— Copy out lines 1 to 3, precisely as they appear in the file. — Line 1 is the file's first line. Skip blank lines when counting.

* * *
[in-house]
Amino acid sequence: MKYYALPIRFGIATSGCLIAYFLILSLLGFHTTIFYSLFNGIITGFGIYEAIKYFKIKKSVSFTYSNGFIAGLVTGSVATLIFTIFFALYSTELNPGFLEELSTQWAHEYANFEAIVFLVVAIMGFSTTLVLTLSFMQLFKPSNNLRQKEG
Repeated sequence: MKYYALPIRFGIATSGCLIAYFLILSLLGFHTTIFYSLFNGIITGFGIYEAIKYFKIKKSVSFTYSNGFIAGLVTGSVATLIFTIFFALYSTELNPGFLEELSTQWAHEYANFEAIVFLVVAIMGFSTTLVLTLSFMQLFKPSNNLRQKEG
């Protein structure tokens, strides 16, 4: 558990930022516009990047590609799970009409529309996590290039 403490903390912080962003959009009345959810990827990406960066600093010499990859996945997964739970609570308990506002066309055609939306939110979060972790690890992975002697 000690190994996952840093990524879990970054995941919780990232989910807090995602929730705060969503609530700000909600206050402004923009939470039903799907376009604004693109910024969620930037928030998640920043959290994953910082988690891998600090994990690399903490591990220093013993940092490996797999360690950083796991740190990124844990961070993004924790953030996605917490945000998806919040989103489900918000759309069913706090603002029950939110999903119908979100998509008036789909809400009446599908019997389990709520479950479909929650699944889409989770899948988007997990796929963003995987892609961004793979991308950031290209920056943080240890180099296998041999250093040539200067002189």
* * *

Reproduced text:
[in-house]
Amino acid sequence: MKYYALPIRFGIATSGCLIAYFLILSLLGFHTTIFYSLFNGIITGFGIYEAIKYFKIKKSVSFTYSNGFIAGLVTGSVATLIFTIFFALYSTELNPGFLEELSTQWAHEYANFEAIVFLVVAIMGFSTTLVLTLSFMQLFKPSNNLRQKEG
Repeated sequence: MKYYALPIRFGIATSGCLIAYFLILSLLGFHTTIFYSLFNGIITGFGIYEAIKYFKIKKSVSFTYSNGFIAGLVTGSVATLIFTIFFALYSTELNPGFLEELSTQWAHEYANFEAIVFLVVAIMGFSTTLVLTLSFMQLFKPSNNLRQKEG